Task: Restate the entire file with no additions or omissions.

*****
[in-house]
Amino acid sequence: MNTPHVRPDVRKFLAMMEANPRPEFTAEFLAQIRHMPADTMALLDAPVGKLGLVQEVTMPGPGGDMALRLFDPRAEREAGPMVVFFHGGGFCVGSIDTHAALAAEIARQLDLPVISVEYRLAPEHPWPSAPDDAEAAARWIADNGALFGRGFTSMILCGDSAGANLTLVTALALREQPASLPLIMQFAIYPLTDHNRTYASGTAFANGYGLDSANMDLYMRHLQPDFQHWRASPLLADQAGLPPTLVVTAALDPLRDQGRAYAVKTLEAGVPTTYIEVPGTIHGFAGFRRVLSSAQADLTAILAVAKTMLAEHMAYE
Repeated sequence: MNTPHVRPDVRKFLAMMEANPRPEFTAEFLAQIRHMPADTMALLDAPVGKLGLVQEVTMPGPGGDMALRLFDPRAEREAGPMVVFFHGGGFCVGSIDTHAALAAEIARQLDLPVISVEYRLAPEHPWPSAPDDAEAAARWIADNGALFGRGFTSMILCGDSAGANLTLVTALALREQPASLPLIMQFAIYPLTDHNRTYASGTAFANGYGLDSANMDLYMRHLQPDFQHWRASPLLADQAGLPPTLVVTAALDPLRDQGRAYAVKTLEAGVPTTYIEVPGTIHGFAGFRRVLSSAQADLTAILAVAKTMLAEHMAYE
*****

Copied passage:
[in-house]
Amino acid sequence: MNTPHVRPDVRKFLAMMEANPRPEFTAEFLAQIRHMPADTMALLDAPVGKLGLVQEVTMPGPGGDMALRLFDPRAEREAGPMVVFFHGGGFCVGSIDTHAALAAEIARQLDLPVISVEYRLAPEHPWPSAPDDAEAAARWIADNGALFGRGFTSMILCGDSAGANLTLVTALALREQPASLPLIMQFAIYPLTDHNRTYASGTAFANGYGLDSANMDLYMRHLQPDFQHWRASPLLADQAGLPPTLVVTAALDPLRDQGRAYAVKTLEAGVPTTYIEVPGTIHGFAGFRRVLSSAQADLTAILAVAKTMLAEHMAYE
Repeated sequence: MNTPHVRPDVRKFLAMMEANPRPEFTAEFLAQIRHMPADTMALLDAPVGKLGLVQEVTMPGPGGDMALRLFDPRAEREAGPMVVFFHGGGFCVGSIDTHAALAAEIARQLDLPVISVEYRLAPEHPWPSAPDDAEAAARWIADNGALFGRGFTSMILCGDSAGANLTLVTALALREQPASLPLIMQFAIYPLTDHNRTYASGTAFANGYGLDSANMDLYMRHLQPDFQHWRASPLLADQAGLPPTLVVTAALDPLRDQGRAYAVKTLEAGVPTTYIEVPGTIHGFAGFRRVLSSAQADLTAILAVAKTMLAEHMAYE